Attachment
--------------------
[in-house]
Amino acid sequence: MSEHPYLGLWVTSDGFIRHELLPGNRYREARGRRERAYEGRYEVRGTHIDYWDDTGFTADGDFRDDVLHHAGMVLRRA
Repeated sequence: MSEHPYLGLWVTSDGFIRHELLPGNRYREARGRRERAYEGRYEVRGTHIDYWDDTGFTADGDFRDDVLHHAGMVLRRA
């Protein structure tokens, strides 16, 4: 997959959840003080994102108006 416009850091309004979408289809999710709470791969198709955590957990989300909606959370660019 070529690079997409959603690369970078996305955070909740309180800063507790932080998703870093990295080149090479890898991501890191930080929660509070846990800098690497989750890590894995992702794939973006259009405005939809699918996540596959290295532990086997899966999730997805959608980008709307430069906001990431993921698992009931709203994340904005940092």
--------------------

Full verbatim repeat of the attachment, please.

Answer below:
[in-house]
Amino acid sequence: MSEHPYLGLWVTSDGFIRHELLPGNRYREARGRRERAYEGRYEVRGTHIDYWDDTGFTADGDFRDDVLHHAGMVLRRA
Repeated sequence: MSEHPYLGLWVTSDGFIRHELLPGNRYREARGRRERAYEGRYEVRGTHIDYWDDTGFTADGDFRDDVLHHAGMVLRRA
């Protein structure tokens, strides 16, 4: 997959959840003080994102108006 416009850091309004979408289809999710709470791969198709955590957990989300909606959370660019 070529690079997409959603690369970078996305955070909740309180800063507790932080998703870093990295080149090479890898991501890191930080929660509070846990800098690497989750890590894995992702794939973006259009405005939809699918996540596959290295532990086997899966999730997805959608980008709307430069906001990431993921698992009931709203994340904005940092």